However, commercial aircraft manufacturers like Airbus and Boeing might be worried about how the consolidation in their supply chain affects their bottom line, said Byron Callan of Capital Alpha Partners.

“This isn’t a case where you can say Rockwell Collins was lagging; they needed an influx of capital or talent,” he said.

While the acquisition wouldn’t lead to a major loss in competition, it could make it more difficult for manufacturers like Thales or Harris Corp. to go up against a more powerful Rockwell Collins with the resources of UTC at its disposal, Thompson said.

Aboulafia concurred that a UTC-Rockwell Collins conglomerate would have “the economic wherewithal to be aggressive in contracts” with the funds necessary to absorb upfront losses and develop products.

However, it’s not a given that the deal would necessarily fortify Rockwell Collins in the government marketspace. Todd Harrison of the Center for Strategic and International Studies noted that UTC is obviously looking to expand its reach into the commercial aircraft supply market, and may have less interest in using Rockwell to grow its defense business.

“Over the past few years UTC has shown less interest in defense, as illustrated by its sale of Sikorsky to Lockheed,” he said. ”So it would not be terribly surprising if UTC were to buy Rockwell Collins and then sell or spin off the government side of the business.”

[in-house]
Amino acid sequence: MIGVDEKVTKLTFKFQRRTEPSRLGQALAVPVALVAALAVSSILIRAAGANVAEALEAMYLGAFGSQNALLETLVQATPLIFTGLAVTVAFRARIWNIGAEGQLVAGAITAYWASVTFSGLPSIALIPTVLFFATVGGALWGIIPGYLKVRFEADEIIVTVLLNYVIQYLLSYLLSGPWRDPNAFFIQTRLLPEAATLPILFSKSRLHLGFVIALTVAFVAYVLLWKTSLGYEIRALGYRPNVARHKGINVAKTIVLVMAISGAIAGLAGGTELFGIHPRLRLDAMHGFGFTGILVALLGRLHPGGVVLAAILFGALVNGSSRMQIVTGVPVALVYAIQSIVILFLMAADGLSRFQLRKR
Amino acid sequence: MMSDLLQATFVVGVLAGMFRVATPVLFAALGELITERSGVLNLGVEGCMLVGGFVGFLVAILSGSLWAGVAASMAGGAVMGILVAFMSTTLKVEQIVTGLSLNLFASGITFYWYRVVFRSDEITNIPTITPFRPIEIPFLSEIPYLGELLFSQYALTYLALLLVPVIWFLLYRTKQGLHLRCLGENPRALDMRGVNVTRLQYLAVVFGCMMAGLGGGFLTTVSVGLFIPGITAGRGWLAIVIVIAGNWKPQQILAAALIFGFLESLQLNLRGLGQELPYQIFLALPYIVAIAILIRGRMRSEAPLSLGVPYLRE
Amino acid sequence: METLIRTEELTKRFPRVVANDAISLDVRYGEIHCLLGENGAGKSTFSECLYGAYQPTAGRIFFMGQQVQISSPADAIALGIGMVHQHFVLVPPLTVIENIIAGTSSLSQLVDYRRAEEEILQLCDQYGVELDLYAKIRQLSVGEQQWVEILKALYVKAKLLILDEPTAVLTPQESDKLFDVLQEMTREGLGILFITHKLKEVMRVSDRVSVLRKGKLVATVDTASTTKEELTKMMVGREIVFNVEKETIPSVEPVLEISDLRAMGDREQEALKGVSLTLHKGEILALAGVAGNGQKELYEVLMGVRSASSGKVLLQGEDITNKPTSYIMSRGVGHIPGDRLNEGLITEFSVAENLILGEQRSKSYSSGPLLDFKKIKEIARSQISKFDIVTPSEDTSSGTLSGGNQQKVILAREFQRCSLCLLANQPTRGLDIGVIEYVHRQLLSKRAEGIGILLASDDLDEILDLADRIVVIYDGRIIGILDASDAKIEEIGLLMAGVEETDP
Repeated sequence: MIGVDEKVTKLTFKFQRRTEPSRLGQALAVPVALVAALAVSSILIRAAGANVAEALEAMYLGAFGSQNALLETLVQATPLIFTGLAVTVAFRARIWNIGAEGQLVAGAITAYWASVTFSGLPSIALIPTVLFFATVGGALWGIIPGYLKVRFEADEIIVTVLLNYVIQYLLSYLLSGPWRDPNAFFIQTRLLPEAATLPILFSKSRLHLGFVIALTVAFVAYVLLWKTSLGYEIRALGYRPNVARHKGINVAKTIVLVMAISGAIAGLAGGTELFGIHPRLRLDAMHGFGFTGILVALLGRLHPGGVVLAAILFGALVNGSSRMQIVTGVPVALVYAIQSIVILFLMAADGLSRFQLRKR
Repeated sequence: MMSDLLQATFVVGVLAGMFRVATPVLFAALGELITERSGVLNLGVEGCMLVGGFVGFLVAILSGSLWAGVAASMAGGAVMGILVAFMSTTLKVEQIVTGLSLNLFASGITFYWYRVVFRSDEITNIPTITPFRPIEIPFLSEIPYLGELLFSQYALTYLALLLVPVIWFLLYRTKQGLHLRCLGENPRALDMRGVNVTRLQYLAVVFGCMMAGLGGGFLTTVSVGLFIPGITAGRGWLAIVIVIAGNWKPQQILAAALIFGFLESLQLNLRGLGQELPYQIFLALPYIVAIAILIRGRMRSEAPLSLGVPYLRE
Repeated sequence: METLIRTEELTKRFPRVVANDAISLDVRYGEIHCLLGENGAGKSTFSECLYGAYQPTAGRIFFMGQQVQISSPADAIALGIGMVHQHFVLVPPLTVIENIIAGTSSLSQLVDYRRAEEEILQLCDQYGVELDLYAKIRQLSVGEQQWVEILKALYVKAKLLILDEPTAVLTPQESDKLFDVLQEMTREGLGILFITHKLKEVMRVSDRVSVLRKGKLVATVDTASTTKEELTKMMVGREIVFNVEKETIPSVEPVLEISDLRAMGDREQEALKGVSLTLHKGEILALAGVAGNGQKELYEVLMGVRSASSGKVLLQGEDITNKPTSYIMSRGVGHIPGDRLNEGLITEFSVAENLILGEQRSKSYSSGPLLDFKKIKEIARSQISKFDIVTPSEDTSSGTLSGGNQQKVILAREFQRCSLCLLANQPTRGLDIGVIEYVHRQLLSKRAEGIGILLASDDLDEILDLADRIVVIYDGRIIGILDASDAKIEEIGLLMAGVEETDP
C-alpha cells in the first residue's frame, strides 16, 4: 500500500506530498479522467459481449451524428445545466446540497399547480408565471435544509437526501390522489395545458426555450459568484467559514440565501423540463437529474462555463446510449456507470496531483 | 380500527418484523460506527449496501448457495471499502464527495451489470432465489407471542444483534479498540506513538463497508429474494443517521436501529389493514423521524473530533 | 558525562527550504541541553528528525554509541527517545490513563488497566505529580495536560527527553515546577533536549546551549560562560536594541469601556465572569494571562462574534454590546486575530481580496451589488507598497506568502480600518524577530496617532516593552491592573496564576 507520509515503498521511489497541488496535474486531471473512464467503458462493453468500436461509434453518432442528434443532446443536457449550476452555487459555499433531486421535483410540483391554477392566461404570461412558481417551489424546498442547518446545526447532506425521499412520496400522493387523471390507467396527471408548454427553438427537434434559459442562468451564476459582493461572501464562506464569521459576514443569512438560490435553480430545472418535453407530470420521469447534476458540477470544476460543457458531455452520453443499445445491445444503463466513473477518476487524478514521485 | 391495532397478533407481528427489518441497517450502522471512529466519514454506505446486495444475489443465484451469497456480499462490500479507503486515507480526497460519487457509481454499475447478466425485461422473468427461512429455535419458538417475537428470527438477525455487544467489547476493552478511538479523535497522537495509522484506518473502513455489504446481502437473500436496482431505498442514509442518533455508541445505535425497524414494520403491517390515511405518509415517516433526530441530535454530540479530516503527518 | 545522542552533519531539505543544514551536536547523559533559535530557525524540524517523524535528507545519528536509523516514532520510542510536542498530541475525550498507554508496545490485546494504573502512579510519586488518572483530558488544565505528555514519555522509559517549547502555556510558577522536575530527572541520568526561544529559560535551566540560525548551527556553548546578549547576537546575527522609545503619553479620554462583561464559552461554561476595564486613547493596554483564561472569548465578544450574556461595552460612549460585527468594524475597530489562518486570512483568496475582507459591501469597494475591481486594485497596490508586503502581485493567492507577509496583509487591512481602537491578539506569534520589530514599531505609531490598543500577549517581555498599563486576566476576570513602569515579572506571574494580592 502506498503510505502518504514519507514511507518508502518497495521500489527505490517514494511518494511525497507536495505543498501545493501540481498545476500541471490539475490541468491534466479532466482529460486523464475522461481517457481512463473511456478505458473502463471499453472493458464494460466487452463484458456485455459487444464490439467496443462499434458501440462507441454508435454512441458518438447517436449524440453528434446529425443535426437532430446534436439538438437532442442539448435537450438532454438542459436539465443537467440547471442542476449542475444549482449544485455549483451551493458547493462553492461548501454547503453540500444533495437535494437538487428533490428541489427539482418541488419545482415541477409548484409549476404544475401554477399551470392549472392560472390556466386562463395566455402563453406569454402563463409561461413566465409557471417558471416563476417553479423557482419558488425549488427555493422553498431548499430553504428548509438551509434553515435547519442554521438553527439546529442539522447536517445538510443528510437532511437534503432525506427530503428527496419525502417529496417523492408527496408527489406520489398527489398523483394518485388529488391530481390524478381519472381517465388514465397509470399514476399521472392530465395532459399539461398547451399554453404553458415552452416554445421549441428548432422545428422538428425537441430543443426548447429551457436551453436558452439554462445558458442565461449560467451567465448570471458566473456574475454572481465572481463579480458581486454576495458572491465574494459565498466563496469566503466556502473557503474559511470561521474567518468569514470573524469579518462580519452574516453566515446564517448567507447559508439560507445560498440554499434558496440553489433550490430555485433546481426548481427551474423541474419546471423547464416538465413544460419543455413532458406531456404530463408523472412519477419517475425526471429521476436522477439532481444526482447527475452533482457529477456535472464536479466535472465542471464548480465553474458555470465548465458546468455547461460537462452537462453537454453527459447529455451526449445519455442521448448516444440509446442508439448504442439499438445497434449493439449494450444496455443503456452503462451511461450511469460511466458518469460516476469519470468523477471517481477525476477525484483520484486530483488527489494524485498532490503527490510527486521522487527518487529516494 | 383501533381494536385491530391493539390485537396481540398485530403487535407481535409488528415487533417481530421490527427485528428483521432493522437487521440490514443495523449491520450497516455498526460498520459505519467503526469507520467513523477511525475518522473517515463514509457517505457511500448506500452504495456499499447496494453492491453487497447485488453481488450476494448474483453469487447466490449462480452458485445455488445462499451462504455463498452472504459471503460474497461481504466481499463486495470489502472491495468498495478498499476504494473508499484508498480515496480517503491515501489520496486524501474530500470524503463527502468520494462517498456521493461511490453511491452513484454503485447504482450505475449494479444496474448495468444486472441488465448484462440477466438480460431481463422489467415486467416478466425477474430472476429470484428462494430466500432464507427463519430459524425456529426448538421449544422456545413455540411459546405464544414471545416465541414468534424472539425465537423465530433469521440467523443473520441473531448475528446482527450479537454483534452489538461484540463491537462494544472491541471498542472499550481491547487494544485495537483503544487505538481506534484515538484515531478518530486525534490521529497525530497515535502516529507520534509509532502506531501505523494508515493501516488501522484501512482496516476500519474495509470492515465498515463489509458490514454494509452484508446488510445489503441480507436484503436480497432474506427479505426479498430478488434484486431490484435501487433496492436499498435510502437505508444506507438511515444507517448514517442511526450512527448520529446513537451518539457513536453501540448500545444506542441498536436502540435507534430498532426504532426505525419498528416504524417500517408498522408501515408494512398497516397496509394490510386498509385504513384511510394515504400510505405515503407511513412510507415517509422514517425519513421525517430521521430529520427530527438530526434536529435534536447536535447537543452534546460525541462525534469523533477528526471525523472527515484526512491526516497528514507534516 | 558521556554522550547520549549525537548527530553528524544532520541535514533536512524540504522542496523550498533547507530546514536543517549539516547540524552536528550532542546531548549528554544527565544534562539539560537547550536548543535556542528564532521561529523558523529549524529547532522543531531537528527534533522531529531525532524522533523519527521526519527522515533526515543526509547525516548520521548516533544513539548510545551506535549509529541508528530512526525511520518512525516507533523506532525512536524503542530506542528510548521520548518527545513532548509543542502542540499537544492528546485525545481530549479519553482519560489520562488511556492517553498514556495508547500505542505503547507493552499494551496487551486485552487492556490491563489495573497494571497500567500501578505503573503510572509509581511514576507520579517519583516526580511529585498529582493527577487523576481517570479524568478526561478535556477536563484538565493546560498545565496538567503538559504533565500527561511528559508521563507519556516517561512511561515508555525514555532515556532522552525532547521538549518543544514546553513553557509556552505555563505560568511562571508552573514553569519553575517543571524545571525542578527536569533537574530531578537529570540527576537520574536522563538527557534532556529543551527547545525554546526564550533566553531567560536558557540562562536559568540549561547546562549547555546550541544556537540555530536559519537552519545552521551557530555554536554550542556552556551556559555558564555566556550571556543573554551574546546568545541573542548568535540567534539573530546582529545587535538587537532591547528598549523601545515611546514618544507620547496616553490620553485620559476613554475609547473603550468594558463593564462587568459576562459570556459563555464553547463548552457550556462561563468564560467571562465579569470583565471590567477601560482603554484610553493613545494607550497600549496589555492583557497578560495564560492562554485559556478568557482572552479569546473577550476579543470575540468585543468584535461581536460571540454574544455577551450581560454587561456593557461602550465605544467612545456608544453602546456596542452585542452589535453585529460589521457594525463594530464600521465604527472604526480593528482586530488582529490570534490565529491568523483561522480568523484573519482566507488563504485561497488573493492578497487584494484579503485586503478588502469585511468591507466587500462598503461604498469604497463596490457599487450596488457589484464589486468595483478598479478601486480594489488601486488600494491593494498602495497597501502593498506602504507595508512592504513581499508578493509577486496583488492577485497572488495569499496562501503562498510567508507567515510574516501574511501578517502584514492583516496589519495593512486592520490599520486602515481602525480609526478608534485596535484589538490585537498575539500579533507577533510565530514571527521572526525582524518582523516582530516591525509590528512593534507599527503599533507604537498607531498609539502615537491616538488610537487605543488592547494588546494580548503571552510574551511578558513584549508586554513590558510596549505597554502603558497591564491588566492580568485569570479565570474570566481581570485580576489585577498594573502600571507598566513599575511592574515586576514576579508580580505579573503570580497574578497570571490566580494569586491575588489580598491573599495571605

Callan’s appraisal of the potential UTC-Rockwell Collins merger was more conservative than many of his colleagues.

“I don’t think that it’s going to trigger a domino effect where United Technologies has bought Rockwell Collins so that means that GE now has to go out and buy Thales and Safran and Honeywell have to merge or something like that,” he said, adding that the acquisition would probably only have minor effects on the defense industry landscape.

One of those could include rekindling Defense Department efforts to clamp down on what kinds of products are designated as “commercial items,” he said. Once a product is labeled as commercial, a company can sell it at the market rate to the military without having to provide detailed financial data about how much it costs to manufacture it — a practice that allows manufacturers of commercial items to reap higher profit margins, even on defense deals.

“Rockwell Collins gets these margins in their government services businesses because they do sell a lot of stuff basically on a commercial basis to the Department of Defense,” Callan said. “Is that something that maybe gets a fresher look? I think there’s just going to be a natural wariness, the bigger a contractor is. Are they going to have more leverage?”

This story was updated on Aug. 30, 2017, with comments from Todd Harrison.

Valerie Insinna is Defense News' air warfare reporter. She previously worked the Navy/congressional beats for Defense Daily, which followed almost three years as a staff writer for National Defense Magazine. Prior to that, she worked as an editorial assistant for the Tokyo Shimbun’s Washington bureau.